A stitch in time

Quilt connects Berthoud man to Civil War-era ancestors

By Bob McDonnell
The Surveyor

Richard Boston shows the booklet that documents his great-great grandmother’s Civil War quilt. Bob McDonnell / The Surveyor

Richard Boston shows the booklet that documents his great-great grandmother’s Civil War quilt.
Bob McDonnell / The Surveyor

Berthoud archeologist Richard Boston is on a hunt. On his latest project he is not digging for bones or artifacts. Boston is digging into his family’s history as well as a portion of our country’s.

Boston recently discovered his great-great grandfather, James Boston, took part in the Civil War as a Union soldier. While doing research on this relative, he found his great-great grandmother, Caroline Boston, was a Civil War Army nurse.

James was wounded during the war in the battle of Big Hatchie on Oct. 5, 1962, in Tennessee. He spent three months in a field hospital in Tennessee, then went by hospital ship to Benton Barracks General Hospital in St. Louis.

The soldier’s wife, Caroline, left their four children with relatives and became a military nurse to assist with wounded soldiers, including her husband.

In Richard’s online quest for information he found references to a quilt Caroline made. Fortunately, his digging through records revealed a relative connected with the quilt. Via email, Richard determined a third cousin named Gladys Kite, from California, had the quilt in her possession. She has kept it safe for some 40 years. Richard made this discovery a year ago in November.

“I thought it was fantastic, and we needed to do some research and write a book,” Richard stated. He and Kite enlisted the help of Richard’s brother Earl Boston, who lives in Nebraska.

The trio arranged for the quilt to be shipped from California to Nebraska so Richard and Earl could see it.

“It’s in almost new condition,” Richard noted. His wife, Karen Boston, said the quilt material is twill, not just cotton. Twill is heavier and holds colors longer, according to Karen. This could account for its current condition.

The cover of the booklet documenting Richard Boston’s Civil War quilt shows the spool pattern. Bob McDonnell / The Surveyor

The cover of the booklet documenting Richard Boston’s Civil War quilt shows the spool pattern.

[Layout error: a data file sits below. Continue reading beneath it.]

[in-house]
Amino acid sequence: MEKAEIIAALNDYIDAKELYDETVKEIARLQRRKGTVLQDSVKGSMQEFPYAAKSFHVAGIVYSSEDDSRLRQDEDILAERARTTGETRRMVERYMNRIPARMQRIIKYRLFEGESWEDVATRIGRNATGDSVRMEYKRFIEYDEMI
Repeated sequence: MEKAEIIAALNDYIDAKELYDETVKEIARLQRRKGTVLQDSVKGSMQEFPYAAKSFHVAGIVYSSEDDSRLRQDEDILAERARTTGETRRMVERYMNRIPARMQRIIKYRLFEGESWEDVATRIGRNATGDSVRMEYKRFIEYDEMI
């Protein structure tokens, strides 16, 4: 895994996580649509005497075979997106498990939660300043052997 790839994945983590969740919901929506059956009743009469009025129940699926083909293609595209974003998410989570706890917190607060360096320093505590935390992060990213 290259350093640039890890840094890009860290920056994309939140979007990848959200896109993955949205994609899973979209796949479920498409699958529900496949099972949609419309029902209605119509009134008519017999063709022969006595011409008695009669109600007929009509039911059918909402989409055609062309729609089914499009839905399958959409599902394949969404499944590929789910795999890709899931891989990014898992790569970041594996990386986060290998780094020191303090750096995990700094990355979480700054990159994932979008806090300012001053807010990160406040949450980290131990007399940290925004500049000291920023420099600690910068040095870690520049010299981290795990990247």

Bob McDonnell / The Surveyor

Karen also noted early day quilters started by sewing scraps of material together. She said many quilts had purpose beyond keeping people warm; they also served as a method of communication. Karen said this was especially true for slaves and those involved in the process of slaves escaping via the underground railroad.

The quilt design features the spool pattern, popular at that time. There are 320 names hand- embroidered on the quilt squares, including James and Caroline.

“I’m pretty sure it’s made between 1895 and 1898,” Richard said, after extensive detective work. It also appears to have been made by three people, he speculated.

Richard and his relative’s ongoing exploration indicates the names include a couple of black men who served in the Army. Additionally, there is one name, John Holmes, with recent ties to Longmont. Holmes served as a body guard for President Abraham Lincoln. He settled in Kansas, and his family later relocated to Longmont.

Richard had the quilt reviewed and appraised by the International Quilt Study Center and Museum, located at the University of Nebraska in Lincoln. Workers there pointed out one interesting square containing the name Wm. McKinley. This turned out to be then-private William McKinney who served from 1861 to 1865. He later became a senator and governor in Ohio before becoming the 25th president of the United States.

Richard, Earl, and Gladys Kite have researched several of the other names on the quilt. In some cases, they have been able to contact living relatives of those listed. Since many of the stitched names were a first initial and last name, finding additional information is challenging in many cases. Richard found the names represent people from 23 states, along with Nebraska and Kansas, which were territories at the time. This adds to the complexity of finding descendants.

Eventually, the trio plan to write a more extensive book on the quilt and many of the people whose names appear on it. Currently they have a booklet showing a close-up color photo of each of the squares with the white stitching of the handwritten names.

Ultimately the quilt will find a permanent home at the International Quilt Study Center and Museum.

Richard is giving a presentation about the quilt on Saturday, Feb. 6, at 10 a.m. at Laughing Ladies Quilting in Berthoud. The shop is located at 349 Massachusetts Ave., and specializes in Civil War quilt reproductions. The title of the talk is, “The Thread of Life.”

Referring to the Boston quilt, Karen said, “It is really a part of American history.” The presentation will appeal to not only quilters but also people interested in the Civil War and the history of our country in general, according to Karen.

For more information, call 480-495-5593.